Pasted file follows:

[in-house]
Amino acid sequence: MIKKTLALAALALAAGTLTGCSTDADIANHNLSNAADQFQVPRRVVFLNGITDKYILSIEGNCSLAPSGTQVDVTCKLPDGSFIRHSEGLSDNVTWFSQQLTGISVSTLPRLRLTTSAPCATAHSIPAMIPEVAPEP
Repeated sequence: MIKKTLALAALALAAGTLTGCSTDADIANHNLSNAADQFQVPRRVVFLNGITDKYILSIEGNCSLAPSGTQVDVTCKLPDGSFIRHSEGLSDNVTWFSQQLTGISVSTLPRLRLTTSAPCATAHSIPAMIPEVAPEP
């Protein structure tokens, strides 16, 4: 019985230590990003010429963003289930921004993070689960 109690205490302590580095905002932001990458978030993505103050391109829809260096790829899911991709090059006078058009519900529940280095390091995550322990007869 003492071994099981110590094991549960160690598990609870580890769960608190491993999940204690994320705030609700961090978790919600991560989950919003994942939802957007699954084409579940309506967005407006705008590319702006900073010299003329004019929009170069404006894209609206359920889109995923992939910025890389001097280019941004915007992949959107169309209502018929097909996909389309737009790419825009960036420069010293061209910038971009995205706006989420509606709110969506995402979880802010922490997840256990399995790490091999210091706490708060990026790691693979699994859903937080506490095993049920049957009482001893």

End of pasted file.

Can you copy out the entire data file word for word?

[in-house]
Amino acid sequence: MIKKTLALAALALAAGTLTGCSTDADIANHNLSNAADQFQVPRRVVFLNGITDKYILSIEGNCSLAPSGTQVDVTCKLPDGSFIRHSEGLSDNVTWFSQQLTGISVSTLPRLRLTTSAPCATAHSIPAMIPEVAPEP
Repeated sequence: MIKKTLALAALALAAGTLTGCSTDADIANHNLSNAADQFQVPRRVVFLNGITDKYILSIEGNCSLAPSGTQVDVTCKLPDGSFIRHSEGLSDNVTWFSQQLTGISVSTLPRLRLTTSAPCATAHSIPAMIPEVAPEP
């Protein structure tokens, strides 16, 4: 019985230590990003010429963003289930921004993070689960 109690205490302590580095905002932001990458978030993505103050391109829809260096790829899911991709090059006078058009519900529940280095390091995550322990007869 003492071994099981110590094991549960160690598990609870580890769960608190491993999940204690994320705030609700961090978790919600991560989950919003994942939802957007699954084409579940309506967005407006705008590319702006900073010299003329004019929009170069404006894209609206359920889109995923992939910025890389001097280019941004915007992949959107169309209502018929097909996909389309737009790419825009960036420069010293061209910038971009995205706006989420509606709110969506995402979880802010922490997840256990399995790490091999210091706490708060990026790691693979699994859903937080506490095993049920049957009482001893």